When it was discovered that an old cannonball was in a neighbor’s shed, D.C. Fire and Metropolitan Police were called to Cambridge Place Jan. 21 and a bit of historical hysteria ensued.
Streets were blocked and residents concerned over the possibility of live ammunition as the cannonball appeared to have gunpowder in it.
The Georgetown family, the Norregaards, found the cannonball from the 19th century in their fireplace in December after renovations to the chimney. Rula Norregaard did not know just how volatile the family’s new show-and-tell piece could be, according to her interview with the Washington Post.
Some homes in the 3000 block of Cambridge Place NW – where the Norregaards live — were evacuated.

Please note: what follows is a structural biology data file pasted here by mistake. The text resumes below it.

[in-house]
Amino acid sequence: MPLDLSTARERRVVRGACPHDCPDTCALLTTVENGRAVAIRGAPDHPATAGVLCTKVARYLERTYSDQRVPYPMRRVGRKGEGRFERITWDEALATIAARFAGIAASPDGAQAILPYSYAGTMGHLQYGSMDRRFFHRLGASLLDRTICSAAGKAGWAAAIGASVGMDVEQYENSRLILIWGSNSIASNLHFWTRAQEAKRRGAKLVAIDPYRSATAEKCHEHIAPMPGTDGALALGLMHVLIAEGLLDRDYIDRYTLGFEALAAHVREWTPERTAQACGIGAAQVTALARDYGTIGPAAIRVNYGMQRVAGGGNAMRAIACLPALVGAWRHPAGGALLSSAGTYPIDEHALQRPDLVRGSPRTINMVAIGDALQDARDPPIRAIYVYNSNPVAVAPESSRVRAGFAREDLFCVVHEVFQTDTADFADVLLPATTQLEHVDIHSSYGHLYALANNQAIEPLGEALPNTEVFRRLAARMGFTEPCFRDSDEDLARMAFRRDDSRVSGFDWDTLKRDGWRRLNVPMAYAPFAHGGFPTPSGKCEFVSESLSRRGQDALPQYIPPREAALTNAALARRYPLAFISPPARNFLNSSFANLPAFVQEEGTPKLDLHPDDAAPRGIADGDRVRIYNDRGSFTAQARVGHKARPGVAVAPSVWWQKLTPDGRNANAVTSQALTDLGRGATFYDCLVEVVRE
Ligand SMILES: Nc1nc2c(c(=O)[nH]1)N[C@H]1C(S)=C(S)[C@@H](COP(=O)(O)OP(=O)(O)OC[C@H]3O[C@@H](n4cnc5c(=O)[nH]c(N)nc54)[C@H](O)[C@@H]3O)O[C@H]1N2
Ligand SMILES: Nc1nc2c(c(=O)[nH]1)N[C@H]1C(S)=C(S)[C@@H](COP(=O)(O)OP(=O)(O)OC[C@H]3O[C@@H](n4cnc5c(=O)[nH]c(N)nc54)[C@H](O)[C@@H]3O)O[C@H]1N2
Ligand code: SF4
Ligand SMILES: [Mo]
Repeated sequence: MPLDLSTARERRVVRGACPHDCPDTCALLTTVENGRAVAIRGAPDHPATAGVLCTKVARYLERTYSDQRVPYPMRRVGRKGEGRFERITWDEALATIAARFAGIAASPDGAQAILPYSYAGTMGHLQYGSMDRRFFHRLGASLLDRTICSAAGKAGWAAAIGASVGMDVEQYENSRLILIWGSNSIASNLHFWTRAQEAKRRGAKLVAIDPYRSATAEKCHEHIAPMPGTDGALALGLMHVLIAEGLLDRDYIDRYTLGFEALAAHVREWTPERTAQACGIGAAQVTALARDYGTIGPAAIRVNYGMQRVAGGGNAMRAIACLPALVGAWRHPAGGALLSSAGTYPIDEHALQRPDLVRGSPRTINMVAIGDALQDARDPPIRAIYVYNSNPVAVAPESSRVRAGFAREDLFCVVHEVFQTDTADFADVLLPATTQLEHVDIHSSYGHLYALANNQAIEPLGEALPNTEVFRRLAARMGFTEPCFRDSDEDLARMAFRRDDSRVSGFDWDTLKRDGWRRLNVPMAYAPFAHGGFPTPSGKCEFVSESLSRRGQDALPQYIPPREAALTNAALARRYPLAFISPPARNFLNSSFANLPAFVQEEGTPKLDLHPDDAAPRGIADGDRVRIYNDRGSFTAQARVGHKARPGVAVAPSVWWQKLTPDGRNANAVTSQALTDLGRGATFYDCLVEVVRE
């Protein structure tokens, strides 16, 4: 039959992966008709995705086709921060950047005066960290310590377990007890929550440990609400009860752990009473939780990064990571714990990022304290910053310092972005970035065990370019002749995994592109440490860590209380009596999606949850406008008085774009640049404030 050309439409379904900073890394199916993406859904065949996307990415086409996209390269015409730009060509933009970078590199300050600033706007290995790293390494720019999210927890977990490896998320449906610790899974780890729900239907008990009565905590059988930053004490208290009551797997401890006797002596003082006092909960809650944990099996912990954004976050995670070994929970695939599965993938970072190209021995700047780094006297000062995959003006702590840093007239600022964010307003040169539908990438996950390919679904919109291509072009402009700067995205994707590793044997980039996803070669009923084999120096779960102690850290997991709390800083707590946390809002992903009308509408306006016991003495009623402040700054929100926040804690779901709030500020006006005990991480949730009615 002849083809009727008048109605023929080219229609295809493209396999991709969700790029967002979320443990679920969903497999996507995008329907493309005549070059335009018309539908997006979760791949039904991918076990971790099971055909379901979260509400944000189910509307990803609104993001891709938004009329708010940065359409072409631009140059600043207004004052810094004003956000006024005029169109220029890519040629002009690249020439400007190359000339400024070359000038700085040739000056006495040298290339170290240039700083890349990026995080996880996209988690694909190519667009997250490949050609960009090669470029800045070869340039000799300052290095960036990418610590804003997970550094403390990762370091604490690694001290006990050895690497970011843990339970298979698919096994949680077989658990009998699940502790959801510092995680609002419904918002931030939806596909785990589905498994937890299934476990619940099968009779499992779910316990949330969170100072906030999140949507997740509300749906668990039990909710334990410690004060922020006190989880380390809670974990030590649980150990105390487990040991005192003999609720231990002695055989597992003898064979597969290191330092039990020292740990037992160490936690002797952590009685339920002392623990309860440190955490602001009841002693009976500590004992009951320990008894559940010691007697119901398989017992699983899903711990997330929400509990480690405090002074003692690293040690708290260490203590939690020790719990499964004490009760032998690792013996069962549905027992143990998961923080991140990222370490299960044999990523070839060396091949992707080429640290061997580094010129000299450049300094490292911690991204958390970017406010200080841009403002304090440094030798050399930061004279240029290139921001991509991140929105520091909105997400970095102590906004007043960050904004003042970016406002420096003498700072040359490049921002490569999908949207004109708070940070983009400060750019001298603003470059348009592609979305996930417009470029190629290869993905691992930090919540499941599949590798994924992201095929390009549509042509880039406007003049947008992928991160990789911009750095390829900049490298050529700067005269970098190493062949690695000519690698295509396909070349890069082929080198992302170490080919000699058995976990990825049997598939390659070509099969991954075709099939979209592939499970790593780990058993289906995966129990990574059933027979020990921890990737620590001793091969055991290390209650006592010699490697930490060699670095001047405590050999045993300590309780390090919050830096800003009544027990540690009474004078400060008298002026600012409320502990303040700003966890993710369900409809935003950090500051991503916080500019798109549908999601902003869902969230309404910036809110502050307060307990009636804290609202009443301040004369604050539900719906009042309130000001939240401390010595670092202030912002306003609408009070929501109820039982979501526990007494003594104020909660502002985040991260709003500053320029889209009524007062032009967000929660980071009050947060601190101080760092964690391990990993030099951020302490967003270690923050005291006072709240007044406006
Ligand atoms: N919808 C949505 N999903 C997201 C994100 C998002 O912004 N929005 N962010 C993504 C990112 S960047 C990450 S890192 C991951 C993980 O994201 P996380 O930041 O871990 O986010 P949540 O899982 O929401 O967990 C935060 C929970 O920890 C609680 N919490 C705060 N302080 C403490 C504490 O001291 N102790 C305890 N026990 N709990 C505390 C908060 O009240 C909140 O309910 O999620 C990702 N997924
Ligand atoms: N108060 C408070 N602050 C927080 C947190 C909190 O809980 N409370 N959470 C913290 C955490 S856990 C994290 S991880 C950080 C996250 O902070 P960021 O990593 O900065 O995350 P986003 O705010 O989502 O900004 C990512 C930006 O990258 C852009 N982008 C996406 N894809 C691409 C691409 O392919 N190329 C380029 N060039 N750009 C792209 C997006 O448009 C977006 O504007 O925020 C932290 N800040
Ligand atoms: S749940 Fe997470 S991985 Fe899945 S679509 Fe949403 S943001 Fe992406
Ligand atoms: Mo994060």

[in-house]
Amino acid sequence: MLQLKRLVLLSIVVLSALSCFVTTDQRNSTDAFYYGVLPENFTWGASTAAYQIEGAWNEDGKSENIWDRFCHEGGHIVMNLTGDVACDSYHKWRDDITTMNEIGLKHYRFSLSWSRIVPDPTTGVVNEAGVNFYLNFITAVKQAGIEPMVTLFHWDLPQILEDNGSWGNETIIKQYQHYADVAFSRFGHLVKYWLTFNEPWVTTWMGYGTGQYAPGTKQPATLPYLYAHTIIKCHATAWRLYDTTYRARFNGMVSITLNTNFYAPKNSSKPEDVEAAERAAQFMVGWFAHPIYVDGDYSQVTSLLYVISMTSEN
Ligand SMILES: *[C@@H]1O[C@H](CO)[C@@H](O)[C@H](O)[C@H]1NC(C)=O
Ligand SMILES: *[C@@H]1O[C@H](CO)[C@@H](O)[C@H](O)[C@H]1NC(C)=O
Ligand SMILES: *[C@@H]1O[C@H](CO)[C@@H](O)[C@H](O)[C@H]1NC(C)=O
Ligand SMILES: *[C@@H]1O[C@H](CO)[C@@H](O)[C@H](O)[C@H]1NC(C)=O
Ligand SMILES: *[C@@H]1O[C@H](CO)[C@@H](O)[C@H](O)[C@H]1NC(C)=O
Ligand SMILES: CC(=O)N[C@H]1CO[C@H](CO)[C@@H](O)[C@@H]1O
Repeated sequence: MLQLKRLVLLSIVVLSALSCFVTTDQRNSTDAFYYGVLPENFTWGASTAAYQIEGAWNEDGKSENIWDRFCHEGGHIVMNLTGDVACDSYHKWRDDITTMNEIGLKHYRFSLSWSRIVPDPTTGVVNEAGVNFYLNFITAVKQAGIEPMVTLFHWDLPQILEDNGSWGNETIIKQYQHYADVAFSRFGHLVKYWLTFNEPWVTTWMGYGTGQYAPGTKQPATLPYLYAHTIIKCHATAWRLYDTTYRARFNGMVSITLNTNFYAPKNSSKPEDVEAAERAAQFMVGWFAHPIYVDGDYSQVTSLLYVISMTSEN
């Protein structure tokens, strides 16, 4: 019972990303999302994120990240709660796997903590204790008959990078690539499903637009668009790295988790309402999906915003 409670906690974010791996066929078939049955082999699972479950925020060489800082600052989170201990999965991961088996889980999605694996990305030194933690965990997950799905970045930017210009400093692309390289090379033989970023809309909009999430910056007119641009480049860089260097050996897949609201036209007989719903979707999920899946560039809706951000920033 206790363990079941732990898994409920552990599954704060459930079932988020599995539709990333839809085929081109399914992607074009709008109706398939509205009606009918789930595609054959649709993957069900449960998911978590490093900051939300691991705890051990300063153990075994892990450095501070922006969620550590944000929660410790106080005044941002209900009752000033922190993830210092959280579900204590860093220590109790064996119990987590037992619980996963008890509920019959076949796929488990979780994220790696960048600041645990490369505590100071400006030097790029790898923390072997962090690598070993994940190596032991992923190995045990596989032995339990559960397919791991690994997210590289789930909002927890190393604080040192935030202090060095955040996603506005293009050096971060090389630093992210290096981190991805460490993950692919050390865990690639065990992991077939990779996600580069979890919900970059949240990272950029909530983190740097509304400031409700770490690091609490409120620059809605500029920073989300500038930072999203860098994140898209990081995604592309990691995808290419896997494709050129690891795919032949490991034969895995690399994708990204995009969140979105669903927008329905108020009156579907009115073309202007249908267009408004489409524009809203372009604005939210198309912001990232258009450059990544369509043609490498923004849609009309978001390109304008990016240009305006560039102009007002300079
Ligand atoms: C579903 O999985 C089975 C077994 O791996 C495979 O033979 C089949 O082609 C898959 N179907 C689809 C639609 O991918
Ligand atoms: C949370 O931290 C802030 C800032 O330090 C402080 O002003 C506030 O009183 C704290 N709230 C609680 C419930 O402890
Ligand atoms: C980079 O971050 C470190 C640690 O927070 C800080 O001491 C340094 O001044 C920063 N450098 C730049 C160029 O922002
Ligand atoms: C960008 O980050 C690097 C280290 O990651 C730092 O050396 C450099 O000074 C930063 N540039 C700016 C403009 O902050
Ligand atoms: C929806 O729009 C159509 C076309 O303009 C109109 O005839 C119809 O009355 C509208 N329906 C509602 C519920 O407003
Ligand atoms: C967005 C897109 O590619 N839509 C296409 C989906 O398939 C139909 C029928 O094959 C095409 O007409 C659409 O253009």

Most people would think that the only place for a cannonball is in a battle long ago or in a museum display case.
The Cambridge Place house is only a few blocks away from the Oak Hill Cemetery, where famous figures from the 1800s are buried — perhaps, even those responsible for that mysterious cannon ball in the Victorian home, built in the 1890s.
Fearing the potential explosion of the cannon ball’s contents, the Metropolitan Police Department’s bomb squad arrived and then contacted the Army for assistance.
The cannonball was sent to Fort Belvoir in Virginia to be analyzed. Those called to the scene were unable to X-ray it in the Norregaards’ home.
Norregaard told the Washington Post that she would like to have the cannonball back after the testing is complete.